Mr and Mrs Berry were sorely tempted to dump the name. However, they soon realised how well known the store was and appreciated the marketing value of the name. They would lose business if they changed it. Wisely, they kept it.
This story illustrates the value of a brand. Many people who visit Taupo know the store well. The name is easily remembered and the shop is a destination in its own right. Would you really want people to stop saying "I'll meet you at Bric-a-Brac"?
If you're buying a business, be very careful before changing its name to something you like. That name might be of enormous value to you.
Look carefully before you leap
Here are two cases for thinking before acting.
With the big increases in insurance premiums it's tempting to get quotes.
Recently, a house owner got two quotes. A new insurance company was offering a premium for about two-thirds of the other.
He checked their Standard and Poors ratings. Very wise. He discovered the expensive company had an AA- rating and the cheap company had a BBB- rating.
Bearing in mind these ratings are not lineal but geometric, BBB- is enormously inferior to AA-. He stayed with the more expensive company and reduced the premium by accepting a higher excess.
The same person had built his house about five years ago. He had calculated its replacement cost using a programme on the internet. He said he thought it was pretty accurate.
If you have an issue with one of your staff, be extremely careful.
The law has been rewritten in recent times to get a better balance of power between employer and employee.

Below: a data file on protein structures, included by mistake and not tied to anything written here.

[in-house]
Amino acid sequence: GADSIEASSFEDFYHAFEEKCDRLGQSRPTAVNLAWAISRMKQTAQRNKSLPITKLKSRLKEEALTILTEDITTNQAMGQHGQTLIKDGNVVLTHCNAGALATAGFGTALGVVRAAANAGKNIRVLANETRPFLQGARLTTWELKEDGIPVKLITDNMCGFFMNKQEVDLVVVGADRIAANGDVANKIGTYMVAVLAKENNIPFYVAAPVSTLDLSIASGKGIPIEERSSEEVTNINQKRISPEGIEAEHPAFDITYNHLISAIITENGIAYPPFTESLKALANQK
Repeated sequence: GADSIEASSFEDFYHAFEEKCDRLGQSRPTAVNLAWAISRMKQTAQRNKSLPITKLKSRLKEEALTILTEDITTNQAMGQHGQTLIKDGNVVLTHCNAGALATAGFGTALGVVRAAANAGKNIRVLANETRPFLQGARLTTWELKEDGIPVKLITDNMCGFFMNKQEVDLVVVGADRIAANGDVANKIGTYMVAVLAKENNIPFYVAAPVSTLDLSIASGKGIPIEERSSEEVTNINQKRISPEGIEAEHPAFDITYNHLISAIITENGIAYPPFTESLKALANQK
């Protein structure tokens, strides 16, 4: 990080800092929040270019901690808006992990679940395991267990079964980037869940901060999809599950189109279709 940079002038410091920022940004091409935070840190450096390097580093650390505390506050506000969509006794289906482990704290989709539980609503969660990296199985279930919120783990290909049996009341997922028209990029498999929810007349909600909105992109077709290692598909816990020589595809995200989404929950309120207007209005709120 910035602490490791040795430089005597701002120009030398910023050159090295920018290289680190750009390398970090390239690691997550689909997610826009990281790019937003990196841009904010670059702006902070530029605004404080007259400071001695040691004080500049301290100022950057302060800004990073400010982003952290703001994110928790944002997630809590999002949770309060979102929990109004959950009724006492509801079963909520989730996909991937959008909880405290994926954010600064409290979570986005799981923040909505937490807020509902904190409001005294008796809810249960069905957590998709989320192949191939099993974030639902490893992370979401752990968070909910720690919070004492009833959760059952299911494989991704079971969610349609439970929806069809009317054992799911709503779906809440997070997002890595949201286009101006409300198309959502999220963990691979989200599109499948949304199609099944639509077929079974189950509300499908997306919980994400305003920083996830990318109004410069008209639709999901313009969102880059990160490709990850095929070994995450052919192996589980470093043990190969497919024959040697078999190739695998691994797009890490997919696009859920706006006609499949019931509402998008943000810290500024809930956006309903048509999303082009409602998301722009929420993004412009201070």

Whatever you do, don't jump to any conclusions. For example, if a member of staff tells you another employee has been stealing from the firm, don't rush to the police even if you think it's true. Seek advice from your solicitor.
Another warning: If someone blows the whistle and wants to be anonymous, you have to tell them they can't be. The employee is entitled to know who is accusing them.
If ever there was a case of doing nothing until you have spoken to your solicitor, it is definitely in relation to employment law.
Stick to the rules for bad debt claims
If you want to claim for a bad debt, you have to obey the rules.
- It must be written off by the last day of the financial year. We will explain below what "written off" means.
- You must have made reasonable efforts to collect the money. A typical reasonable effort might be several follow-up calls and written threats to take action if a debt is not repaid.
- You must have reasonable grounds for considering you may not be paid. A typical situation would be a failed business or a business which has ceased trading or in a dispute.
What does "write off" mean?
The answer depends on how sophisticated your record keeping is. If you have a proper debtors ledger, it is easier to write off the bad debt. You put it through a process, which gets it off your debtor's ledger. Be sure to record the date you did this. Some clients just send out their invoices and keep copies. These act like a debtor's ledger. If you're one of these people, the best thing to do is to move your copy invoice into another folder and write on it "written off as a bad debt" – put the date and then sign it.